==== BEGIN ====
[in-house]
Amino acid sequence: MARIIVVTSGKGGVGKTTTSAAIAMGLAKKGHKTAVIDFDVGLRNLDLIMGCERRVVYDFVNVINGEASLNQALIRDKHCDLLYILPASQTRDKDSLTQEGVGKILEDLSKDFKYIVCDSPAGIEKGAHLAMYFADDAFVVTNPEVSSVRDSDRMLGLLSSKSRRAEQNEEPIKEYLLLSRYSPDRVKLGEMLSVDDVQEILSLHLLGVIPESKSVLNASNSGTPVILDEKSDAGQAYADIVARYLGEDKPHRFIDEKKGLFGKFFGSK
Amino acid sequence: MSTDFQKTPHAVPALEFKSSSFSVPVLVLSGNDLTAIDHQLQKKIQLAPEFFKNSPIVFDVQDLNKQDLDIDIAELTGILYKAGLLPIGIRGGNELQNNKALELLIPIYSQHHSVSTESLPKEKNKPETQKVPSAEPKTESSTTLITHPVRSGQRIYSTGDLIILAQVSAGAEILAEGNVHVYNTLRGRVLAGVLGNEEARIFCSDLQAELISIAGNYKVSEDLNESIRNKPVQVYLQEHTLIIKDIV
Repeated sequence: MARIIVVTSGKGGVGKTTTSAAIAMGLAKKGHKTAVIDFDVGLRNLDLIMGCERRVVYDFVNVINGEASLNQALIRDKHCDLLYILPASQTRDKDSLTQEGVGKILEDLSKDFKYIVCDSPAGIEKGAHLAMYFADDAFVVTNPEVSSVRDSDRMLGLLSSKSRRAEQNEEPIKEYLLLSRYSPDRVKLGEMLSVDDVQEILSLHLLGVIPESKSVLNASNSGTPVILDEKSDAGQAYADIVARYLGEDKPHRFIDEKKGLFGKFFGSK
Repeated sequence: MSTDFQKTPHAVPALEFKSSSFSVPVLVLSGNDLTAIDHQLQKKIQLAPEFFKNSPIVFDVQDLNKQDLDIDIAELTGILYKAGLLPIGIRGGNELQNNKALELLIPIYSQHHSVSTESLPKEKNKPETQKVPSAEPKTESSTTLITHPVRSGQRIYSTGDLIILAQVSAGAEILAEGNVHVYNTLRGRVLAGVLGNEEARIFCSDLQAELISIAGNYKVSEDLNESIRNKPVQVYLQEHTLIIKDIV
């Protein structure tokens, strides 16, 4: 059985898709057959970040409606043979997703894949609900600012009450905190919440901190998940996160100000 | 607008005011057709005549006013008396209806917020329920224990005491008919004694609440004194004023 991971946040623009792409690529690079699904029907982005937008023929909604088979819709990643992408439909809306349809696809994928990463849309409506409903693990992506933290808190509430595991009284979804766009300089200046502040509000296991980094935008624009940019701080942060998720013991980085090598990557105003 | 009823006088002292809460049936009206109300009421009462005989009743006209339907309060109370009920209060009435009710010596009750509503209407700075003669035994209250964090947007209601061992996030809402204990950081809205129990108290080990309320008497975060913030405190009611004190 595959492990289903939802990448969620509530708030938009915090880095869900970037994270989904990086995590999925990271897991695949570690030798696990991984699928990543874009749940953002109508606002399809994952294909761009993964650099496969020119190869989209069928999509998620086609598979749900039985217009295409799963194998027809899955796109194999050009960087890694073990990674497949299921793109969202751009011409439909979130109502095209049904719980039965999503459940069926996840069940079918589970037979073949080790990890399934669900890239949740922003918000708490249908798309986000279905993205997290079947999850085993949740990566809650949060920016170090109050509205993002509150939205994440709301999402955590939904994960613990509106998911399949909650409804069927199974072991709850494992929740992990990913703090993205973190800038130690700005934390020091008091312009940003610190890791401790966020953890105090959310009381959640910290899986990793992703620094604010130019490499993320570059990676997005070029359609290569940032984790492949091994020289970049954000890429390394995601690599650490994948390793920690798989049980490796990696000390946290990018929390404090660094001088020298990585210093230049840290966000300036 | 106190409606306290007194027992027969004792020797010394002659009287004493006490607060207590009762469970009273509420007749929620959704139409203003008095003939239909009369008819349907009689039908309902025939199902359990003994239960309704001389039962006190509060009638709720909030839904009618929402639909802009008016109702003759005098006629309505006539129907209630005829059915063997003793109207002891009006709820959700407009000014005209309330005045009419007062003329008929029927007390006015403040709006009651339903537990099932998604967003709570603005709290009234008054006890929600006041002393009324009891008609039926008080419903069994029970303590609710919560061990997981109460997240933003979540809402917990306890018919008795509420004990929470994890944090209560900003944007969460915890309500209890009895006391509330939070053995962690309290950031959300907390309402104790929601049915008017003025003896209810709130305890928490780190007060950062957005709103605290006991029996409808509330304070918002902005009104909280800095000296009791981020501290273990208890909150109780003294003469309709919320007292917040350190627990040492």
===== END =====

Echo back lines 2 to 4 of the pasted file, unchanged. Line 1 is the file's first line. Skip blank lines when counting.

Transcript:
Amino acid sequence: MARIIVVTSGKGGVGKTTTSAAIAMGLAKKGHKTAVIDFDVGLRNLDLIMGCERRVVYDFVNVINGEASLNQALIRDKHCDLLYILPASQTRDKDSLTQEGVGKILEDLSKDFKYIVCDSPAGIEKGAHLAMYFADDAFVVTNPEVSSVRDSDRMLGLLSSKSRRAEQNEEPIKEYLLLSRYSPDRVKLGEMLSVDDVQEILSLHLLGVIPESKSVLNASNSGTPVILDEKSDAGQAYADIVARYLGEDKPHRFIDEKKGLFGKFFGSK
Amino acid sequence: MSTDFQKTPHAVPALEFKSSSFSVPVLVLSGNDLTAIDHQLQKKIQLAPEFFKNSPIVFDVQDLNKQDLDIDIAELTGILYKAGLLPIGIRGGNELQNNKALELLIPIYSQHHSVSTESLPKEKNKPETQKVPSAEPKTESSTTLITHPVRSGQRIYSTGDLIILAQVSAGAEILAEGNVHVYNTLRGRVLAGVLGNEEARIFCSDLQAELISIAGNYKVSEDLNESIRNKPVQVYLQEHTLIIKDIV
Repeated sequence: MARIIVVTSGKGGVGKTTTSAAIAMGLAKKGHKTAVIDFDVGLRNLDLIMGCERRVVYDFVNVINGEASLNQALIRDKHCDLLYILPASQTRDKDSLTQEGVGKILEDLSKDFKYIVCDSPAGIEKGAHLAMYFADDAFVVTNPEVSSVRDSDRMLGLLSSKSRRAEQNEEPIKEYLLLSRYSPDRVKLGEMLSVDDVQEILSLHLLGVIPESKSVLNASNSGTPVILDEKSDAGQAYADIVARYLGEDKPHRFIDEKKGLFGKFFGSK